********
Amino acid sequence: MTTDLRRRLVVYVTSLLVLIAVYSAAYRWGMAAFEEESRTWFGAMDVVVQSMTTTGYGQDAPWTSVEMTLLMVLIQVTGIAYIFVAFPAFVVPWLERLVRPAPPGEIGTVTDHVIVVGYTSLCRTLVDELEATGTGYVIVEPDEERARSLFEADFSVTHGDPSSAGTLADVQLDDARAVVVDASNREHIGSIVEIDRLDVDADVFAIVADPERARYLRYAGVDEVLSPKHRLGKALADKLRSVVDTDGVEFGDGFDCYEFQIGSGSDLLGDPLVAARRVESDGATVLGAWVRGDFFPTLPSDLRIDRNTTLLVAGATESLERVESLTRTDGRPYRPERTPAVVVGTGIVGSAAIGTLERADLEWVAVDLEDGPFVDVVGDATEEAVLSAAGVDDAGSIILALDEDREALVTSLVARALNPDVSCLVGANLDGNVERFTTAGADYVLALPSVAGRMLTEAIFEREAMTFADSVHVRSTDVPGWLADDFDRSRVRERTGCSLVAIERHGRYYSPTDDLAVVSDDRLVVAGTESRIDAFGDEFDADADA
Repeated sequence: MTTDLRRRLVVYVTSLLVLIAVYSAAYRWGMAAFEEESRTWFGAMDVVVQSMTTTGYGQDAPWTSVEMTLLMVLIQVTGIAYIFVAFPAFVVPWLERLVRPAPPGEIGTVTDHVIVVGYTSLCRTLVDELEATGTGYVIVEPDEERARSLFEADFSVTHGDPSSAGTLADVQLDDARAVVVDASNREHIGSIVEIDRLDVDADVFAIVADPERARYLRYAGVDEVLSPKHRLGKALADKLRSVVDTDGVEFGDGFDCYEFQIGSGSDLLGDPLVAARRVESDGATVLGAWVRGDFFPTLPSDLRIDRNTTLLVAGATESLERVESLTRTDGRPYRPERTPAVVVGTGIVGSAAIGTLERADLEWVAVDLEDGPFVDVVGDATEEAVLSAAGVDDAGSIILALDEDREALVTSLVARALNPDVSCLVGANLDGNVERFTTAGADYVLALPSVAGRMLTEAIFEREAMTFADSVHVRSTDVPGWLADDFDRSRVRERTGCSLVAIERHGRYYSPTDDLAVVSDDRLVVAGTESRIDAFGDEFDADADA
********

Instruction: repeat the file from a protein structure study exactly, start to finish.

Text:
Amino acid sequence: MTTDLRRRLVVYVTSLLVLIAVYSAAYRWGMAAFEEESRTWFGAMDVVVQSMTTTGYGQDAPWTSVEMTLLMVLIQVTGIAYIFVAFPAFVVPWLERLVRPAPPGEIGTVTDHVIVVGYTSLCRTLVDELEATGTGYVIVEPDEERARSLFEADFSVTHGDPSSAGTLADVQLDDARAVVVDASNREHIGSIVEIDRLDVDADVFAIVADPERARYLRYAGVDEVLSPKHRLGKALADKLRSVVDTDGVEFGDGFDCYEFQIGSGSDLLGDPLVAARRVESDGATVLGAWVRGDFFPTLPSDLRIDRNTTLLVAGATESLERVESLTRTDGRPYRPERTPAVVVGTGIVGSAAIGTLERADLEWVAVDLEDGPFVDVVGDATEEAVLSAAGVDDAGSIILALDEDREALVTSLVARALNPDVSCLVGANLDGNVERFTTAGADYVLALPSVAGRMLTEAIFEREAMTFADSVHVRSTDVPGWLADDFDRSRVRERTGCSLVAIERHGRYYSPTDDLAVVSDDRLVVAGTESRIDAFGDEFDADADA
Repeated sequence: MTTDLRRRLVVYVTSLLVLIAVYSAAYRWGMAAFEEESRTWFGAMDVVVQSMTTTGYGQDAPWTSVEMTLLMVLIQVTGIAYIFVAFPAFVVPWLERLVRPAPPGEIGTVTDHVIVVGYTSLCRTLVDELEATGTGYVIVEPDEERARSLFEADFSVTHGDPSSAGTLADVQLDDARAVVVDASNREHIGSIVEIDRLDVDADVFAIVADPERARYLRYAGVDEVLSPKHRLGKALADKLRSVVDTDGVEFGDGFDCYEFQIGSGSDLLGDPLVAARRVESDGATVLGAWVRGDFFPTLPSDLRIDRNTTLLVAGATESLERVESLTRTDGRPYRPERTPAVVVGTGIVGSAAIGTLERADLEWVAVDLEDGPFVDVVGDATEEAVLSAAGVDDAGSIILALDEDREALVTSLVARALNPDVSCLVGANLDGNVERFTTAGADYVLALPSVAGRMLTEAIFEREAMTFADSVHVRSTDVPGWLADDFDRSRVRERTGCSLVAIERHGRYYSPTDDLAVVSDDRLVVAGTESRIDAFGDEFDADADA